The teaching procedures are clearly defined so that anyone could replicate those (as is true of any scientific approach). Sensitivity to changes in the individual’s motivation, affect, and engagement is critical. Learning opportunities occur frequently and are naturally embedded into the places, activities, and routines that are relevant for that individual. For young learners, the “place” for learning is in play and natural routines that happen in the child’s environments (e.g., the home, the preschool, the playground). Like Fred Rogers said, “Play is really the work of childhood.”

Intrinsic motivation and reinforcement strategies strengthen skills and behaviors. Skills and concepts are systematically targeted across environments and across increasingly complex situations to promote generalization. Ongoing observation and data collection, input from and collaboration with team members, and good common sense drive decision making.

Compassion and creativity are essential to behavior analytic teaching. Stakeholders should look for signs of contentment, enjoyment and connection in any program. Teaching through tears and power struggles is not representative of today’s high quality, contemporary ABA. In all cases, the individual’s unique strengths and talents should be highlighted, emphasized, and encouraged.

Who is involved?

In modern ABA programs, goals expressed by the individual are prioritized. Parents and caregivers are treated as equal partners when developing the program. Natural supports, such as family members and caregivers, are coached to understand and use effective strategies in their natural routines and interactions with the individual. Modern, high-quality ABA programs aim for strong coordination and communication with all team members, including parents and caregivers, the school-based team, occupational and speech-language therapists, medical providers, etc. In short, it takes a team.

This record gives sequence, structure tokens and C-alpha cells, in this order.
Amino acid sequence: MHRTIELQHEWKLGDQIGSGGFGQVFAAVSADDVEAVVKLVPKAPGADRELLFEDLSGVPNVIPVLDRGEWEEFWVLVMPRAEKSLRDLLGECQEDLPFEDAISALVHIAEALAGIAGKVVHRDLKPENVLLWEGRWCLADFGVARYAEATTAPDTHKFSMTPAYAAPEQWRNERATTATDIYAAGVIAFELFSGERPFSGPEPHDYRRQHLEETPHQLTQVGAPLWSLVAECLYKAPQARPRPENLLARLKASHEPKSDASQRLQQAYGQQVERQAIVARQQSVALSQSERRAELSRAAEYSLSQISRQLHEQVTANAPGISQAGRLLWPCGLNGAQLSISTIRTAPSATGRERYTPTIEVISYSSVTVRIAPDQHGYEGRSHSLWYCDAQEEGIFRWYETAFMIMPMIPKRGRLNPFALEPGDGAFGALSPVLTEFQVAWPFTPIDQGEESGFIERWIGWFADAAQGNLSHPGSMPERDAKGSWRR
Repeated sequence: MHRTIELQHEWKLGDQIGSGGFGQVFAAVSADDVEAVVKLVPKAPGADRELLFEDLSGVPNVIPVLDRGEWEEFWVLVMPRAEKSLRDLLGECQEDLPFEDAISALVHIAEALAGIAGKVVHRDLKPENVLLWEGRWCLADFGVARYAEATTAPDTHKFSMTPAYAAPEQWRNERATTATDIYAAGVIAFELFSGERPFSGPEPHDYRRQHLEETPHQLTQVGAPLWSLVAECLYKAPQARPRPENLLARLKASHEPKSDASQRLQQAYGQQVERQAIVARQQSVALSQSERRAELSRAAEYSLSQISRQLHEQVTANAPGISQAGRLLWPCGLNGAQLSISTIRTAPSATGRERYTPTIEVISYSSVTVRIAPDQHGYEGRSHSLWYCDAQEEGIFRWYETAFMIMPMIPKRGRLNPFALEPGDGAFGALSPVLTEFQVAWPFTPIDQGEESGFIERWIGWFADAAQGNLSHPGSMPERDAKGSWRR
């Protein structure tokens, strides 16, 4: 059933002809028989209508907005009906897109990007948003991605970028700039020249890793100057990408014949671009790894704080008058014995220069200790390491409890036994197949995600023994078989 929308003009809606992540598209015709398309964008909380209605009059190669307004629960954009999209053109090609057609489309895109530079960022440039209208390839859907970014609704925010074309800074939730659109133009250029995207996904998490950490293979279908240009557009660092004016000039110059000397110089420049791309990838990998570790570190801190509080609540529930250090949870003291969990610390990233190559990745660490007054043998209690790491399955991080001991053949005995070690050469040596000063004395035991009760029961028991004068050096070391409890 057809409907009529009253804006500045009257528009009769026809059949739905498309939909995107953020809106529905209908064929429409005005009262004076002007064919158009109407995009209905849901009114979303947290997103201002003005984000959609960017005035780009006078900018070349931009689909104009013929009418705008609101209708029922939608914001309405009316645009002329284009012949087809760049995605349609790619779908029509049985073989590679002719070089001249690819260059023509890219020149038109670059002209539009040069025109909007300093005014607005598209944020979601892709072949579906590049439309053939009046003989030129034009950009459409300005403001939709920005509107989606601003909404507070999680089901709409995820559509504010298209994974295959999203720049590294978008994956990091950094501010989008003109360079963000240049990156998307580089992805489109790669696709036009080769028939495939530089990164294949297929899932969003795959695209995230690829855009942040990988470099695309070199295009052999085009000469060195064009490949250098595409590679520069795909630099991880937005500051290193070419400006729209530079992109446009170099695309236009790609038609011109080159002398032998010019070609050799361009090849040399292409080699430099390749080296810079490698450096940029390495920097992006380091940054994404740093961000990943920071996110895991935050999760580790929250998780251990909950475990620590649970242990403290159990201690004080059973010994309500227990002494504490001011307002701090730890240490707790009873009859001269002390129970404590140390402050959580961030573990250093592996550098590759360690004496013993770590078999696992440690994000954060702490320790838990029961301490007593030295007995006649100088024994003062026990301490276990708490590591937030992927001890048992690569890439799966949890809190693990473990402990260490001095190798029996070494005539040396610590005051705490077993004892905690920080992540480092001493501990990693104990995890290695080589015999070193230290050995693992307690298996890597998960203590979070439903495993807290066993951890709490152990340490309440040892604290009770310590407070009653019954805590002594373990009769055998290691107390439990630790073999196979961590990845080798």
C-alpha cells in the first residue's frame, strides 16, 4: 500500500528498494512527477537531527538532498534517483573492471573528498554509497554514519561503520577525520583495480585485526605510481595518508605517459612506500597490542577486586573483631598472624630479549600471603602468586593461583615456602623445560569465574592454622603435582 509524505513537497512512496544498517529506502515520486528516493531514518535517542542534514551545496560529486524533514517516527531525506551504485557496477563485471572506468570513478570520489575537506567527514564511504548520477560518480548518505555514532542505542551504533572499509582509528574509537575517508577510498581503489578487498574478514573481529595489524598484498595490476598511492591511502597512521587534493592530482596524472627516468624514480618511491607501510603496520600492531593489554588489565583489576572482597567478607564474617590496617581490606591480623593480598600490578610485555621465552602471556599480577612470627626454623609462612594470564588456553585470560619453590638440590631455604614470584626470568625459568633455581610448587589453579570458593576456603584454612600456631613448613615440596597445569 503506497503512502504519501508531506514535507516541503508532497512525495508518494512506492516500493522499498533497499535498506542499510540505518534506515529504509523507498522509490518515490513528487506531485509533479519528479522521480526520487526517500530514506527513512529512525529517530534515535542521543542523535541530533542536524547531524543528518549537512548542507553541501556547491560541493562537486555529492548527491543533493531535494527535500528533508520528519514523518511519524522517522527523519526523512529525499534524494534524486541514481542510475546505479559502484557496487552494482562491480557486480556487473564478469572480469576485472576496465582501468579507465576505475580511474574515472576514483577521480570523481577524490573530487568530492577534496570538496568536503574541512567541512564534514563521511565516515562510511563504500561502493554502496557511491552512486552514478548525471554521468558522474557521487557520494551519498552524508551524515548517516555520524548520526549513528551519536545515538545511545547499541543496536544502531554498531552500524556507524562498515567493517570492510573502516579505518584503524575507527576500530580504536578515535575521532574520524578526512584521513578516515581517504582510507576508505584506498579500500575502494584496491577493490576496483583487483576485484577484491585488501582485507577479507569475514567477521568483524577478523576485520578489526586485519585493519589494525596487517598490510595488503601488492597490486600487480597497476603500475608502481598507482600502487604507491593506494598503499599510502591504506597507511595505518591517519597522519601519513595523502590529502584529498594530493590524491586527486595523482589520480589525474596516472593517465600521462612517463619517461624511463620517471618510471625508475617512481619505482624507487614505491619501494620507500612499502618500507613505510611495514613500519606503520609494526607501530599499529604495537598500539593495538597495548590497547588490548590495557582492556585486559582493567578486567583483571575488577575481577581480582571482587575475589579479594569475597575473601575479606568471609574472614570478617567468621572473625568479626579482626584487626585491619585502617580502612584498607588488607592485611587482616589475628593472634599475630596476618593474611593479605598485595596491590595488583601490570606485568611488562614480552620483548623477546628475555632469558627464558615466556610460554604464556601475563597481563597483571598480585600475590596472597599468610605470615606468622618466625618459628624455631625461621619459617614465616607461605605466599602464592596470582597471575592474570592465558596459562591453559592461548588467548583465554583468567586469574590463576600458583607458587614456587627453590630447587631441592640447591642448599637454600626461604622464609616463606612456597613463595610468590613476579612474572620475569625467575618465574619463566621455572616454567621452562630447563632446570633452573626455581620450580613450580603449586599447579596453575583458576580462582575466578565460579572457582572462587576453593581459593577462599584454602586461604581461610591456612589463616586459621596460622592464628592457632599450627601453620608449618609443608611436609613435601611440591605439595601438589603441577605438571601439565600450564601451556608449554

Applied Behavior Analysis is fully compatible with other treatments such as speech therapy, occupational therapy, and other evidence-based practices (EBPs). Several prominent EBPs, including Structured Teaching (TEACCH), Naturalistic Developmental Behavioral Interventions (e.g., the Early Start Denver Model; Pivotal Response Training), and cognitive-behavioral interventions (CBI) are heavily influenced by and work with behavior analytic principles and strategies. This is likely one of the biggest areas of confusion for families and professionals. One evidence-based approach does not have to be chosen over another. These approaches should work well together. Collaboration is the key.

Evidence-based practices – those that have been shown to be effective through review and research – such as visual supports, video modeling, social skills interventions, social narratives (including Social Stories©), peer-mediated interventions, parent-mediated interventions, incidental teaching, and/or exercise, should be integrated within a comprehensive ABA program. Other strategies and curricula, such as Social Thinking© and Zones of Regulation©, are also used to enhance modern behavior analytic approaches.

 

Lastly, and most importantly, we at the Autism Society of NC are committed to engaging with and listening to self-advocates/autistics/individuals with autism, families, and other stakeholders to continuously advance the application of behavior analysis within and beyond our organization.

 

The Autism Society of North Carolina’s Clinical Department can provide a variety of supports for you or your loved one. To reach the Clinical Department, please email clinical@autismsociety-nc.org.